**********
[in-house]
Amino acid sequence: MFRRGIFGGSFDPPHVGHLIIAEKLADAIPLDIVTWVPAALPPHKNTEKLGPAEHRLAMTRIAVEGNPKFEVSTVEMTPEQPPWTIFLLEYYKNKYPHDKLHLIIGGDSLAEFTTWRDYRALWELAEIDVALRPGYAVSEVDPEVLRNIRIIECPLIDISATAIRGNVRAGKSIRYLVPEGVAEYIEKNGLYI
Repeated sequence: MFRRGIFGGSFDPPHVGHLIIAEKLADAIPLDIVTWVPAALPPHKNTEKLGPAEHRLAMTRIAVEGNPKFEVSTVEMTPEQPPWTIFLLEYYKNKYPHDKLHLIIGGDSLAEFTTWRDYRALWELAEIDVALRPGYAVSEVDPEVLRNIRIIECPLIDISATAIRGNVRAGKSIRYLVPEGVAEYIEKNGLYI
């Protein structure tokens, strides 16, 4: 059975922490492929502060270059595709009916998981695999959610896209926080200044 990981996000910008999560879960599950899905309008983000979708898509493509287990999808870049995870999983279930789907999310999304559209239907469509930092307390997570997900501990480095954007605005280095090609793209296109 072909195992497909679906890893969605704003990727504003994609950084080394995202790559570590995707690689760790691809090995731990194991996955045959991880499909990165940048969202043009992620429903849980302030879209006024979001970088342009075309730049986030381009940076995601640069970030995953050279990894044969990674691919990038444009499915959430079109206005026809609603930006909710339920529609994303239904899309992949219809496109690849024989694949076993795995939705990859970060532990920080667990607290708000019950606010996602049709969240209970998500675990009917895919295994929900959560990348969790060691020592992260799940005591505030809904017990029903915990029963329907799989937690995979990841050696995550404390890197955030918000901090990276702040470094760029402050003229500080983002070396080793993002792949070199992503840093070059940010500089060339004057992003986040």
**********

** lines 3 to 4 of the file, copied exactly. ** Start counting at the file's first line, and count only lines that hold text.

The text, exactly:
Repeated sequence: MFRRGIFGGSFDPPHVGHLIIAEKLADAIPLDIVTWVPAALPPHKNTEKLGPAEHRLAMTRIAVEGNPKFEVSTVEMTPEQPPWTIFLLEYYKNKYPHDKLHLIIGGDSLAEFTTWRDYRALWELAEIDVALRPGYAVSEVDPEVLRNIRIIECPLIDISATAIRGNVRAGKSIRYLVPEGVAEYIEKNGLYI
């Protein structure tokens, strides 16, 4: 059975922490492929502060270059595709009916998981695999959610896209926080200044 990981996000910008999560879960599950899905309008983000979708898509493509287990999808870049995870999983279930789907999310999304559209239907469509930092307390997570997900501990480095954007605005280095090609793209296109 072909195992497909679906890893969605704003990727504003994609950084080394995202790559570590995707690689760790691809090995731990194991996955045959991880499909990165940048969202043009992620429903849980302030879209006024979001970088342009075309730049986030381009940076995601640069970030995953050279990894044969990674691919990038444009499915959430079109206005026809609603930006909710339920529609994303239904899309992949219809496109690849024989694949076993795995939705990859970060532990920080667990607290708000019950606010996602049709969240209970998500675990009917895919295994929900959560990348969790060691020592992260799940005591505030809904017990029903915990029963329907799989937690995979990841050696995550404390890197955030918000901090990276702040470094760029402050003229500080983002070396080793993002792949070199992503840093070059940010500089060339004057992003986040």